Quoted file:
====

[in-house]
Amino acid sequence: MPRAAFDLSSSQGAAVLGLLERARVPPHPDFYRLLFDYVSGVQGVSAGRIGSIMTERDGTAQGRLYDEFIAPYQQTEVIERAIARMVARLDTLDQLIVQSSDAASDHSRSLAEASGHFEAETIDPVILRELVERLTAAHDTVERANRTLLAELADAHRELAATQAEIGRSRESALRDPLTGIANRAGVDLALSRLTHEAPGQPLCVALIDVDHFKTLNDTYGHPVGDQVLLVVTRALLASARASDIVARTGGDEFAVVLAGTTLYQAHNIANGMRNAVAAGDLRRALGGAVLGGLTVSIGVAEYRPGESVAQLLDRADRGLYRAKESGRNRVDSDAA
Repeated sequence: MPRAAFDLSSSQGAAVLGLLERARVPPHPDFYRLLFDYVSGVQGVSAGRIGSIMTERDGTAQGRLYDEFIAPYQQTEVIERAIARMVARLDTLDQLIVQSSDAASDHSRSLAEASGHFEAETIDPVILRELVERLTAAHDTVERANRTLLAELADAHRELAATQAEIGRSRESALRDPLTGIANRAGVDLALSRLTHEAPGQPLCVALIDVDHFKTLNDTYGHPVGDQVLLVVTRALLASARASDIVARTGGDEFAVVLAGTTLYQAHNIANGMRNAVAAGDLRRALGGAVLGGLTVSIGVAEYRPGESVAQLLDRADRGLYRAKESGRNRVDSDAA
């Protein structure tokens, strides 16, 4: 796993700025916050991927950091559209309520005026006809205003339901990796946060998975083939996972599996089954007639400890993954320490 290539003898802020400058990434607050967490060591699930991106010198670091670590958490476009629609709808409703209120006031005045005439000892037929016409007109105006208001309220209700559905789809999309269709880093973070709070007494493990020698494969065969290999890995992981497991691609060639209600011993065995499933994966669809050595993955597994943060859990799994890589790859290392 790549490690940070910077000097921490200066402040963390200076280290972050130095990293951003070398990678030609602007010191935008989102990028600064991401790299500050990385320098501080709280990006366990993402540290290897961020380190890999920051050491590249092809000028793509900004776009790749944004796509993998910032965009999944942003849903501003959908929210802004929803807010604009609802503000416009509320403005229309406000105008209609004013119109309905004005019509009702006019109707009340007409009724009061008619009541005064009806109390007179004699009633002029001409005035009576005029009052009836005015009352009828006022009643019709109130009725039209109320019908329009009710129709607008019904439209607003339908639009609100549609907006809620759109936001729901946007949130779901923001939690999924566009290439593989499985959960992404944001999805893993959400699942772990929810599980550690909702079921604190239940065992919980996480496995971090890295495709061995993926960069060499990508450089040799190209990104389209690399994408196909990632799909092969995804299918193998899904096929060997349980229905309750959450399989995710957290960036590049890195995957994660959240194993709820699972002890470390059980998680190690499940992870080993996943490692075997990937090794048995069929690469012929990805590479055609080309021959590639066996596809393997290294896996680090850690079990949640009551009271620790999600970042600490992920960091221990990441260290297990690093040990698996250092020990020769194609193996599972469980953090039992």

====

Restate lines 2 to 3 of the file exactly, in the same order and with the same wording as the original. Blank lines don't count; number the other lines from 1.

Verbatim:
Amino acid sequence: MPRAAFDLSSSQGAAVLGLLERARVPPHPDFYRLLFDYVSGVQGVSAGRIGSIMTERDGTAQGRLYDEFIAPYQQTEVIERAIARMVARLDTLDQLIVQSSDAASDHSRSLAEASGHFEAETIDPVILRELVERLTAAHDTVERANRTLLAELADAHRELAATQAEIGRSRESALRDPLTGIANRAGVDLALSRLTHEAPGQPLCVALIDVDHFKTLNDTYGHPVGDQVLLVVTRALLASARASDIVARTGGDEFAVVLAGTTLYQAHNIANGMRNAVAAGDLRRALGGAVLGGLTVSIGVAEYRPGESVAQLLDRADRGLYRAKESGRNRVDSDAA
Repeated sequence: MPRAAFDLSSSQGAAVLGLLERARVPPHPDFYRLLFDYVSGVQGVSAGRIGSIMTERDGTAQGRLYDEFIAPYQQTEVIERAIARMVARLDTLDQLIVQSSDAASDHSRSLAEASGHFEAETIDPVILRELVERLTAAHDTVERANRTLLAELADAHRELAATQAEIGRSRESALRDPLTGIANRAGVDLALSRLTHEAPGQPLCVALIDVDHFKTLNDTYGHPVGDQVLLVVTRALLASARASDIVARTGGDEFAVVLAGTTLYQAHNIANGMRNAVAAGDLRRALGGAVLGGLTVSIGVAEYRPGESVAQLLDRADRGLYRAKESGRNRVDSDAA